ety of firms. The main players include independent full line brokerage firms, investment bank subsidiaries of chartered banks, and discount brokers. Independent full line brokerage firms offer a wide range of services, including underwriting, trading of stocks, advice and research. In essence, the full service brokerage subsidiaries of chartered banks offer the same services, however, banks’ brokerage firms may have a larger pre-established clientele. Finally, the discount brokers are basic stock brokers that perform trades for clients who do not want investment advice. Usually, this service is targeted toward the sophisticated investor who does his/her own research to incur minimal commission fees. Banks entered the investment industry in 1987, whereby they took over full-service brokerages, introduced mutual funds to the banking industry and became part of discount brokering. From this time on, chartered banks have expanded their dominance in the industry by acquiring key players in the industry or branching off into full brokerage services. For example, the brokerage firms for CIBC, Royal Bank, Toronto Dominion Bank, Bank of Nova Scotia and Bank of Montreal are Wood Gundy, RBC Dominion, Evergreen, Scotia McLeod and Nesbitt Burns respectively. In addition, the aforementioned chartered banks have also branched into the discount brokerage sector.
As of December 1994, the Securities Industry as a whole included 158 firms, directly employs over 24,000 people, has operating revenue of $5.1 Billion and operating profit of $1.2 Billion (Appendix A). Within this industry the largest firms ranked by revenue are: RBC Dominion Securities ($1 Billion), Midland Walwyn ($480 million), Burns Fry ($416 million) and Nesbitt Thomson ($335 million) (Appendix B). It is evident that the industry is highly concentrated in a small number of companies. The top 4 leaders in the industry accounted for 44% of revenue, while the top 8 was 51%.
Industry information from 1993 displays further segregation, between retail, institutional and integrated firms. Integrated retail-institutionalized firms (RBC Dominion Securities, Scotia McLeod, Nesbitt Thomson, Wood Gundy) made up 66% of the industry’s revenue, while strictly institutional firms (First Marathon Securities, Gordon Capital Corp. and Loewer Ondaatje McCutcheon Ltd.) made up 21% and Retail firms (Green Line Investor Services Inc.), 15% (Appendix C). The following analysis will outline the investment dealer’s industry, specifically the life cycle, critical success factor, strengths, weaknesses, target markets and profitability.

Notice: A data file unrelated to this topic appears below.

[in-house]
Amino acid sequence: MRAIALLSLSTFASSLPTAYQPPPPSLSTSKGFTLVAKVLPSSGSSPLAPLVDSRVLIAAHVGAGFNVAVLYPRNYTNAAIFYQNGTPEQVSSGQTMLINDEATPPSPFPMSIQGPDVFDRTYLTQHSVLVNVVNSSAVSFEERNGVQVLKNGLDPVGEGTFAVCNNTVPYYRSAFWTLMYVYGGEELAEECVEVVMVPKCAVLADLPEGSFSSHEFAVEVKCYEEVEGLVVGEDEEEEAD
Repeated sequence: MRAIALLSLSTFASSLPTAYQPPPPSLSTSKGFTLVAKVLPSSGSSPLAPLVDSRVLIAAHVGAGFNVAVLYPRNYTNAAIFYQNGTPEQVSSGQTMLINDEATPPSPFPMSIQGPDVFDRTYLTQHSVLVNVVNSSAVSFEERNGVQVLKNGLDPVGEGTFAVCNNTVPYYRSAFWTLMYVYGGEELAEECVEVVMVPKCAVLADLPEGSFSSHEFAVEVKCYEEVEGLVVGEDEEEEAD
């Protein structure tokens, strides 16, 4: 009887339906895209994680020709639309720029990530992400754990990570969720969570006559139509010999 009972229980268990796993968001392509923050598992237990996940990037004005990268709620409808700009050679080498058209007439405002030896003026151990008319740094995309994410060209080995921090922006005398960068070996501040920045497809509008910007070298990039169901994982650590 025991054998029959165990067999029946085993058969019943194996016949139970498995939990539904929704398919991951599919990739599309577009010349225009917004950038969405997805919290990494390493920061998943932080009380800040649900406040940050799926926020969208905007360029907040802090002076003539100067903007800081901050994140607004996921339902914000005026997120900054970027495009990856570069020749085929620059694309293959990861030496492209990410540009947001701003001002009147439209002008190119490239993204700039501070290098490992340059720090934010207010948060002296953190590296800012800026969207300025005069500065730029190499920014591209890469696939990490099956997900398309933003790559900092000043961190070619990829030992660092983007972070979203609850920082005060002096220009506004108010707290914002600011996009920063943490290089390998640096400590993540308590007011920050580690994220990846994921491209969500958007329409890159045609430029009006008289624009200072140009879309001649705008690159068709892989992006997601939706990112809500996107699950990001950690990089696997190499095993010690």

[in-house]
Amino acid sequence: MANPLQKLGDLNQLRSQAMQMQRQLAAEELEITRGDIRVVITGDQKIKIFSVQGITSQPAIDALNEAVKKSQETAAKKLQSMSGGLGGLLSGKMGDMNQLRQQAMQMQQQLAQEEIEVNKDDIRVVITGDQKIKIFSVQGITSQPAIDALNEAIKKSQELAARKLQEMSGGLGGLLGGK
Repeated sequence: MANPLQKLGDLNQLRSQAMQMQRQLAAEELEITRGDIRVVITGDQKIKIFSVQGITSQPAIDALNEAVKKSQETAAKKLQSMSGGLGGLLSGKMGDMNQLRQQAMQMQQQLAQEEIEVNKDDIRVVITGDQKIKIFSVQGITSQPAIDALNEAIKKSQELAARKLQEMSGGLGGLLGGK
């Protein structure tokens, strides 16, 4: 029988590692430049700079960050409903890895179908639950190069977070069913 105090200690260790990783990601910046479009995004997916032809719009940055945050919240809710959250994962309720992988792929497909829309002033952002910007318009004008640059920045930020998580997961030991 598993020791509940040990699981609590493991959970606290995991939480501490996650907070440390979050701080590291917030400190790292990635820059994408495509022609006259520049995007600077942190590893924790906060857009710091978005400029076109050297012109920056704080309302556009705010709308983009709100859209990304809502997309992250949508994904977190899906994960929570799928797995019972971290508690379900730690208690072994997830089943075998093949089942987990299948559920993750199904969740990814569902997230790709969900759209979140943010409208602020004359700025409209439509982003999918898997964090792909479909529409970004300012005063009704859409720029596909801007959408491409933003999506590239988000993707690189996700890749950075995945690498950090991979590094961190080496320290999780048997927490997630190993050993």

The demand for investment financial services is expanding. This becomes evident by examining the average increase in revenue which has occurred over the 1990-1994, 5 year span. This amounts to a 114% increase in revenue, ($2.4 Billion and $5.13 Billion), (Appendix A). An additional indication of growth in the investment industry is the fact that the number of firms in the industry has increased from 119 in 1990 to 158 in 1995, and 163 by the second quarter of 1995 (Appendix A). Furthermore, firms are entering the market because they realize the increasing need for investment services as well as the potential for profits.
It is obvious that the industry is growing, however the cause for this growth must also be addressed. Firstly, demographics of the Canadian society point towards an aging population. This aging society is comprised of active retired and semi-retired individuals who have knowledge, time and disposable income for investing purposes.